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Minimal Peptide Scaffolds for Modelling and Catalysis


Project Description

Iron-sulfur clusters are ubiquitous cofactors in nature; present in a variety of metalloproteins, these clusters mediate a broad variety of essential biological processes, including electron transfer, reaction catalysis (hydrogenase, nitrogenase, etc.), oxygen-sensing and the regulation of gene expression. Radical-SAM enzymes are a superfamily of iron-sulfur metalloproteins that use a Fe4S4 cluster to reductively cleave S-adenosyl-L-methionine (SAM) to generate a radical intermediate. These enzymes employ this intermediate to perform an array of interesting chemical transformations.

This PhD project aims to develop artificial peptide metalloenzymes for the modelling of radical-SAM enzymes and to develop novel catalysts for synthesis. The candidate will explore a minimal peptide scaffold for the coordination of iron-sulfur clusters inspired by the radical-SAM family of proteins. This initial scaffold will be modified to investigate alternative electrostatic environments and probe the reactivity of the iron-sulfur unit using NMR. Extensive computational modelling will reinforce our experimental data. In parallel to these studies, our artificial metalloenzymes will be investigated as novel iron-based radical initiators for ATRP (atom-transfer radical polymerisation) and as catalysts for synthetic chemistry.

Based in the School of Chemistry, University of Nottingham, this project will provide extensive training in solid-phase peptide synthesis (SPPS), coordination chemistry (bioinorganic chemistry), analytical techniques (NMR, CD, HPLC MS) and (if requested) computational modelling.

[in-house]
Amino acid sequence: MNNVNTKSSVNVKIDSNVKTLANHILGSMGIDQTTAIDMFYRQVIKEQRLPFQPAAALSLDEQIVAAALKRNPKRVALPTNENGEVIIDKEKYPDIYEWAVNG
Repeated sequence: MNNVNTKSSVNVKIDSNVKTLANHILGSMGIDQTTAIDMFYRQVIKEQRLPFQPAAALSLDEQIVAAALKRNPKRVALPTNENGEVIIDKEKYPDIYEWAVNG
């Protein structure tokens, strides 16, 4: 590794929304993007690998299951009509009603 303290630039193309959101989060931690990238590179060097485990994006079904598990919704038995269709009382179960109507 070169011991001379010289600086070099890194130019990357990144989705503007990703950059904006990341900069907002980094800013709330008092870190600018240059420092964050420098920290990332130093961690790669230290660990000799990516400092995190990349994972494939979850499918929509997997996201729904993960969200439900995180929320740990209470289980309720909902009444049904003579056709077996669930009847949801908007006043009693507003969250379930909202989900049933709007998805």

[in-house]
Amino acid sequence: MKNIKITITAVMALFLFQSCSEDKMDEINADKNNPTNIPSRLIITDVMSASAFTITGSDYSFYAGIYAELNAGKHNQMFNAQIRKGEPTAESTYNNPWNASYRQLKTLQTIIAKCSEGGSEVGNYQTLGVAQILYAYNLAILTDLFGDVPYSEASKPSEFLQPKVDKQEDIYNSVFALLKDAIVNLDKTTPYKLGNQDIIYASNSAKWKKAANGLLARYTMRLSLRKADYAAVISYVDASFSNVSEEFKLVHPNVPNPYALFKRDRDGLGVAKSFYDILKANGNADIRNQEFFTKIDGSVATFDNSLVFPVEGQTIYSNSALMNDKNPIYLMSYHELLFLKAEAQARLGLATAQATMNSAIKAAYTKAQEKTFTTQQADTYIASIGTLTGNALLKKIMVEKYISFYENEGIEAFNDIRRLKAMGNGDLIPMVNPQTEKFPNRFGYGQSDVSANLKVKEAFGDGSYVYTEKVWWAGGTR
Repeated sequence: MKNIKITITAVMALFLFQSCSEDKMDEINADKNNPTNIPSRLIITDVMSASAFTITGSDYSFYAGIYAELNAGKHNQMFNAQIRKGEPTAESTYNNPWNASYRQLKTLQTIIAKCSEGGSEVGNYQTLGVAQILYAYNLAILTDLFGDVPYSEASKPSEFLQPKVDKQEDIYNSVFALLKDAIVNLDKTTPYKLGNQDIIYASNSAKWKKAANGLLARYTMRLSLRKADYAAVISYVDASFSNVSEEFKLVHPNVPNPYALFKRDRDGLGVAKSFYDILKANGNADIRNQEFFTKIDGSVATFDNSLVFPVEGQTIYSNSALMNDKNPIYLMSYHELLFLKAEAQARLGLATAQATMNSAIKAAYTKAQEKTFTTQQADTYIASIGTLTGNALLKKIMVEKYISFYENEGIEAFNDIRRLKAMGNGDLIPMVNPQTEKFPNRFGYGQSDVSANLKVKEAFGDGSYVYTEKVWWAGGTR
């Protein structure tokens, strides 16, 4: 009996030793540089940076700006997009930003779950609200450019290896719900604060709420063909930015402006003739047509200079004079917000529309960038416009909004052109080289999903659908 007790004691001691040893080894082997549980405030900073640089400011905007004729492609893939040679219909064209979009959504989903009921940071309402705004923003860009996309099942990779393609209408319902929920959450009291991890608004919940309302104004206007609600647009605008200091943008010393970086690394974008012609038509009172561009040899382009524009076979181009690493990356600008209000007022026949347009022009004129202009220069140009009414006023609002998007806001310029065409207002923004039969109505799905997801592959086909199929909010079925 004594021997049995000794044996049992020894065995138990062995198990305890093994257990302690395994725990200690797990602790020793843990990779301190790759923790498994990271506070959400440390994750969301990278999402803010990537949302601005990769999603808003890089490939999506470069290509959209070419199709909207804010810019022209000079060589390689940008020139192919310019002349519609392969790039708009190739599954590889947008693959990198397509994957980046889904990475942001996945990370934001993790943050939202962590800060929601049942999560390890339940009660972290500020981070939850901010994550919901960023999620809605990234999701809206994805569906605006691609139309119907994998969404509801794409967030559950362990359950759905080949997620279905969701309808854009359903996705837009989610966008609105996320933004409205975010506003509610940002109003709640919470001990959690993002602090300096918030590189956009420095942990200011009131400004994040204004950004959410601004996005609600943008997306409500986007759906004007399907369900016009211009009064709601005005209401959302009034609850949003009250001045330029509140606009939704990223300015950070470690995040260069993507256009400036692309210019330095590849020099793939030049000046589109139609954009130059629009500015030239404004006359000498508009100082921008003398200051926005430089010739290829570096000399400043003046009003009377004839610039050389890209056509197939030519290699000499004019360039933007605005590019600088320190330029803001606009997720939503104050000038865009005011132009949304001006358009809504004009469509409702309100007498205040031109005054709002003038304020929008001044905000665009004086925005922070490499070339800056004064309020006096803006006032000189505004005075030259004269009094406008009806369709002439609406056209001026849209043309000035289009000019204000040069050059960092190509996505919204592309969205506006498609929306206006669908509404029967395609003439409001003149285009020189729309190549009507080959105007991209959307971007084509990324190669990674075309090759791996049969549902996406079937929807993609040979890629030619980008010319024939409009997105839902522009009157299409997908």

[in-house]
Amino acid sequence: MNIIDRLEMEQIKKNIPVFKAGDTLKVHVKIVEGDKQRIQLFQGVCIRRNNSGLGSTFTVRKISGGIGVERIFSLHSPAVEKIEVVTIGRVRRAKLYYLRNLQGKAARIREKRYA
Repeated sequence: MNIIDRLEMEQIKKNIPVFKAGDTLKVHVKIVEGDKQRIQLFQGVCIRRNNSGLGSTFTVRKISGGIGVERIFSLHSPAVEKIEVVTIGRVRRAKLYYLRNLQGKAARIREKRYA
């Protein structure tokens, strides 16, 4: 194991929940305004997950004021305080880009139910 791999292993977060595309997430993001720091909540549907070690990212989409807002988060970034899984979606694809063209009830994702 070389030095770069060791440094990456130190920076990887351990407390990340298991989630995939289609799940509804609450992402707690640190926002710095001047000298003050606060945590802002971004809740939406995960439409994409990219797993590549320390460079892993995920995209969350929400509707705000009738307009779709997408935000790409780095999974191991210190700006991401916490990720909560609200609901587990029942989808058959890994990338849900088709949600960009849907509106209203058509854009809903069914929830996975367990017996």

The candidate will have a degree that qualifies them for PhD study with substantial experience in organic/biological chemistry. The studentship will be filled as soon as a suitable candidate has been found, candidates are therefore encouraged to apply as soon as possible. Prospective applicants are encouraged to contact Dr Mitchell for more details about the project.

Funding Notes

Fully funded studentship to commence before October 2020 (preferred start date 01/10/19). UK/EU students - tuition fees paid, and full stipend at the RCUK rate (£14,600 per annum for 2017/18).

Applicants should have, or expect to achieve, at least a 2:1 Honours degree (or equivalent) in Chemistry or a related subject.

A relevant Master's degree and/or experience in one or more of the following will be an advantage: organic chemistry, biological chemistry, bioinorganic chemistry, peptide chemistry, catalysis.

References

1. Sayers, J., Karpati, P. M. T., Mitchell, N. J., Goldys, A. M., Kwong, S. M., Firth, N., Chan, B. and Payne, R. J., Construction of Challenging Proline-Proline Junctions via Diselenide-Selenoester Ligation Chemistry, J. Am. Chem. Soc. 2018, 140, 13327-13334

2. Mitchell, N. J., Sayers, J., Clayton, D., Kulkarni, S. S., Goldys, A. M., Ripoll-Rozada, J., Pereira, P. J. B., Chan, B., Radom, L. and Payne, R. J., Accelerated Protein Synthesis via One-Pot Ligation- Deselenization Chemistry, Chem 2017, 2:703-71514

3. Mitchell, N. J., Malins, L. R., Liu, X., Thompson, R. E., Chan, B., Radom, L. and Payne, R. J., Rapid Additive-Free Selenocystine−Selenoester Peptide Ligation, J. Am. Chem. Soc. 2015, 137, 14011- 14014

4. Jäger, C. M. and Croft, A. K., Anaerobic Radical Enzymes for Biotechnology, Chem. BioEng. Reviews, 2018, 5(3), 143-162

5. Jäger, C. M. and Croft, A. K., Radical Reaction Control in the AdoMet Radical Enzyme CDG Synthase (QueE): Consolidate, Destabilize, Accelerate, Chemistry - A European Journal 2017, 23(4), 953-962

6. Dowling, D. P., Vey, J. L., Croft, A. K. and Drennan, C. L., Structural diversity in the AdoMet radical enzyme superfamily, Biochimica Et Biophysica Acta-Proteins and Proteomics 2012, 1824(11), 1178-1195

How good is research at University of Nottingham in Chemistry?

FTE Category A staff submitted: 42.00

Research output data provided by the Research Excellence Framework (REF)

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